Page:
“Self-sufficiency worked before” Which is of course why the Soviet Union is still with us. Maoist China and Ghandi-ist India come to that. North Korea’s out performance of the South is legendary. Their leadership actually has electric light at night in Winter. And those wicked free traders in Chile deserve hanging for outperforming the tariff protected Argentinians (once a democratic, top ten first world economy subject to excessive British investment – Glazyev economics is so much like Peronism, a wonderful model to follow).

    • Replies: @gwynedd1
  28. @Penelope

    Unsurprising. Bretton Woods has given billions of poor people wealth beyond their then uneducated imaginations. Only those who want to control and dominate in their own little pond could possibly argue against the system. It was set up to undermine future Hitlers, Mussolinis and Stalins. Stalin was already in place. Mao and Ghandi/Nehru sneaked in while the system was in its infancy and condemned billions to decades of unnecessary poverty but that’s over now. Only nationalists with 1930’s agendas and some Islamists oppose liberty now.

    • Replies: @Penelope
    , @Daniel Chieh
  29. @Clearpoint

    Thank you Clearpoint. You have been very helpful.

  30. Penelope says:
    @Philip Owen

    The banksters are certainly impoverishing the entire world. Through their US wars and their proxy wars they have killed millions. They have overturned democratic governments again and again. Through the control of Western govts these mobsters have destroyed almost the entire substance of liberty.

    If we ever get control of our govt again it’s vital that those whom we elect have the power to enact the people’s will. If monetary matters, trade policy, budgets and immigration are all decided by some supranational entity our nation won’t be sovereign nor our people free.

    • Replies: @Boris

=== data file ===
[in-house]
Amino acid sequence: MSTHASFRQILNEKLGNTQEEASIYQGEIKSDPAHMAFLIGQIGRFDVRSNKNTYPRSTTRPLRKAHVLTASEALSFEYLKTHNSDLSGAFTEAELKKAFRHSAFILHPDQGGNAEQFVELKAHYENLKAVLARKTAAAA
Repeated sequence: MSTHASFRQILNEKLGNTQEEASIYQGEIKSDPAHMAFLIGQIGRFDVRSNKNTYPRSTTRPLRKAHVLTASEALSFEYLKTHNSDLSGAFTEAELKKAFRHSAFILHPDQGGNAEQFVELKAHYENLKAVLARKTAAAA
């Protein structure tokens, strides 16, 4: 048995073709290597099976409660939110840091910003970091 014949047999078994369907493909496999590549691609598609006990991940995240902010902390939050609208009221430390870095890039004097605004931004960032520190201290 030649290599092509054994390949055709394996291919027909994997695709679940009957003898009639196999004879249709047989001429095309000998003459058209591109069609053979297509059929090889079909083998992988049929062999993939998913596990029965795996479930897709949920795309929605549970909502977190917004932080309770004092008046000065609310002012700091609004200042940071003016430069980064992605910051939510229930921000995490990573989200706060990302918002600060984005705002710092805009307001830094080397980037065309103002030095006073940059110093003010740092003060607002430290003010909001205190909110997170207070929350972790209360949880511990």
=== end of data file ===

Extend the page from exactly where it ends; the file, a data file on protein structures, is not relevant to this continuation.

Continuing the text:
31. Boris says:

    If monetary matters, trade policy, budgets and immigration are all decided by some supranational entity our nation won’t be sovereign nor our people free.

    Or maybe Americans just don’t want the same policies that you do.

  32. jtgw says: • Website
    @Philip Owen

    Good point about inventing money by fake banks. In PCR’s last column, he actually did a good job in pointing to Fed-driven inflation as the primary source of our economic woes. Here he seems to have forgotten this lesson. Credit bubbles and the ensuing busts are caused by fractional-reserve banking.

  33. @Philip Owen

    And all at the low, low cost of destroying their culture, soul, and any meaning of life, to be replaced with egoism, materialism, and political correctness.

    No more.

    • Replies: @jtgw
  34. jtgw says: • Website
    @Daniel Chieh

    I’m no fan of political correctness, but I’m sure billions of Indians and Chinese would take it over mass starvation. It helps to maintain some perspective in these matters.

  35. kemerd says:

    I am not sure Putin and co. would take this recommendation seriously, unless a war with the west becomes imminent.

    The reason is that he is a nationalist but certainly not against neo-liberalism. Once he opens gates for other forms of economic theories, it is clear that strong communist tradition of Russian society would take cue and flock to the communist party of Russia; that is why he has been refusing to mobilize its economy for war posturing even though Russia has already started to take war position on its armed forces.